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Deus Ex Machina - Equilibrismo da Insofferenza CD (album) cover


Deus Ex Machina

Jazz Rock/Fusion

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Founding Moderator
4 stars If there is a better, more creative, versatile and just plain incredible European prog-rock band out there, I don't know of it. If I could give this album six stars, I would. (I might give the same to their newest album, Cinque, as well.) This is simply the most well-written and executed amalgam of prog-rock-cum-jazz-rock I have heard in well over a decade. The musicianship alone is so outstanding - across the board - that almost nothing else matters (though, of course, it does). Sure, there are influences. Mahavishnu and GG (including some very Phil Shulman-sounding sax work) come to mind, and even the avant garde jazz approach of Oregon finds itself in the mix. However, little if anything about DeM's music says "derivative"; these guys channel their influences so well that what comes out the other end is almost a completely original sound. From the simple (ha!!) instrumental duo of amazing acoustic guitar and fretless bass ("Amori Difficili") to the almost frightening musicianship and compositional skills in pieces such as "Distrazione Infinita" and "Cosmopolitismo," Deus ex Machina displays a versatility unmatched by any other European prog band. Add to this Alberto Piras' oddball, but appropriately perfect, vocal approach (with lyrics in Latin, no less!), and you'd be hard-pressed to find anything more consistently original, interesting and exciting. (I'd also really like to know who plays the trumpet solos, and who arranged the horn parts.) IMHO, DeM is one of the absolute standard-bearers of current prog (within their subgenre), and deserves a place in the pantheon of the most exceptional prog bands ever to grace the prog scene.
Report this review (#1704)
Posted Wednesday, March 3, 2004 | Review Permalink
Honorary Collaborator
4 stars As with the other Deus Ex Machina album that I have reviewed (DE REPUBLICA), EQUILIBRISMO DA INSOFFERENZA, the unique Italian sextet's fifth release, is decidedly not for the faint of heart! This is wildly original music, with shades of Gentle Giant (especially in the guitar and organ), Zappa, and frantic jazz fusion in the mix. Factor in singer Alberto Piras' trademark Latin vocals (I don't know what the heck he's singing about -- but he's very passionate about it!), and you have a highly original and eclectic musical amalgam. (I, for one, would hesitate to classify the output of DEM as "Italian symphonic progressive." It is indubitably "Italian" and "progressive," but the band's sound bears very little resemblance to that of groups like PFM or Banco, who typify the sub-genre.)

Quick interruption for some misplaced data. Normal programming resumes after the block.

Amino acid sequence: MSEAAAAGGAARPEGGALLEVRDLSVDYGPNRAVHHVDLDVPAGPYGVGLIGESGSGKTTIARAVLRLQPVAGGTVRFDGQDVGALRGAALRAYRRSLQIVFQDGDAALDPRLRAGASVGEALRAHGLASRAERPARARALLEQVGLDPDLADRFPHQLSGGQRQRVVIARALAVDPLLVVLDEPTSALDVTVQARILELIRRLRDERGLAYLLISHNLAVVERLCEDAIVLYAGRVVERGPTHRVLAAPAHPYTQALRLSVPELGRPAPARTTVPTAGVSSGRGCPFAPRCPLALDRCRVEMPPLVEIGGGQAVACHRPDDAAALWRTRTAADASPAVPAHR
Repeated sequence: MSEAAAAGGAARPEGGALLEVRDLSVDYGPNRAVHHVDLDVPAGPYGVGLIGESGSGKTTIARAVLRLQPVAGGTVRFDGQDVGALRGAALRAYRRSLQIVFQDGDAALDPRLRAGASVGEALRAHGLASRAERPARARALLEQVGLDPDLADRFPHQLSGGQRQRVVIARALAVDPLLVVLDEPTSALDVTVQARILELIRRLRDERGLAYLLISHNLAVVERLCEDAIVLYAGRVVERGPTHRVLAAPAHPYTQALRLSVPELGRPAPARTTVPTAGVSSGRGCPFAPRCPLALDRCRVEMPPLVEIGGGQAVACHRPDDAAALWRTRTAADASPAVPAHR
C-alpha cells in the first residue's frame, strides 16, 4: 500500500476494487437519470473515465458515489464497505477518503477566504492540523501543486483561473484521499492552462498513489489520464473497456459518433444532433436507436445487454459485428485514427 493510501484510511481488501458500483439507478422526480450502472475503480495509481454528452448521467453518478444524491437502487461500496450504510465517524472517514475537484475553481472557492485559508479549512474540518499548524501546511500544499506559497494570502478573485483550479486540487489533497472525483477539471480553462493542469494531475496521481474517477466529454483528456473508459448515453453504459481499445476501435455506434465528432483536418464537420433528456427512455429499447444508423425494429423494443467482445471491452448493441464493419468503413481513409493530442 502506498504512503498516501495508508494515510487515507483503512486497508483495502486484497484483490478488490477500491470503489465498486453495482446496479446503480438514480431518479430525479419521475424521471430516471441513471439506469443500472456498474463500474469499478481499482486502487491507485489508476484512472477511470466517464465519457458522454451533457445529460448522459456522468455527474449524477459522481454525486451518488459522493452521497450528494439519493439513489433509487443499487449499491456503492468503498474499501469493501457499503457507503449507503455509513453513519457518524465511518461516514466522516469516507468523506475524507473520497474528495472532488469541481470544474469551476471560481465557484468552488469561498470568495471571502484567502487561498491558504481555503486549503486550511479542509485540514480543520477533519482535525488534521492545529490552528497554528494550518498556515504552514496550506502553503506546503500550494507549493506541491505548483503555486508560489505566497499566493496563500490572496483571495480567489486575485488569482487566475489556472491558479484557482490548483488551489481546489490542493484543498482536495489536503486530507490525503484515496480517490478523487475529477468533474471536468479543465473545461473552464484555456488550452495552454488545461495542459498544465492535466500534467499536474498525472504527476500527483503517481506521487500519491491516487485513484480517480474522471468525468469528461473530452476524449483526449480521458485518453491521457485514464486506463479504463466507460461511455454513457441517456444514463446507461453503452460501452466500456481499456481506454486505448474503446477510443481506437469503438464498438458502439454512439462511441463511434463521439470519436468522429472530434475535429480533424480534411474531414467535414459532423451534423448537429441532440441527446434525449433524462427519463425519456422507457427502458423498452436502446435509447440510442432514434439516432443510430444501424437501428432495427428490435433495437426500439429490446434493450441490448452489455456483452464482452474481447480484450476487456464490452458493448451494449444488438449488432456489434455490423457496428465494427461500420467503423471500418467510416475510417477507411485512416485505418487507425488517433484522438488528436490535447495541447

This disc resides more firmly in the jazz fusion vein than DE REPUBLICA, with brass and electric piano figuring heavily in the mix. Overall, I find the songs to be more "accessible" (a relative concept!) than those found on the earlier album. Of the eight "real' tracks (the opener is a mere eight second fragment, and there are only nine, rather than ten tracks, as erroneously listed here), I particularly like "Distrazione Infinita," which has a rather Zappa-esque feel, and features some outstanding violin, trumpet, electric piano, and pseudo-operatic vocals.

My overall favourite, though, is "Cosmopolitismo," which, for me, evokes Gentle Giant (albeit on amphetamine!) in its violin, cutting guitar, and infectious, statacco organ work. The sudden shifts in direction and tempo are unbelievably precise (and would seem to be beyond the ability of mere mortals to execute) and Piras shows that he can hold a high note longer than one would think humanly possible. To draw a visual analogy, this one reminds me of a fast-motion, time-lapse film of a busy city, with the clouds racing across the sky, and the cars and people scurrying around like so many demented ants. Positively pyrotechnic!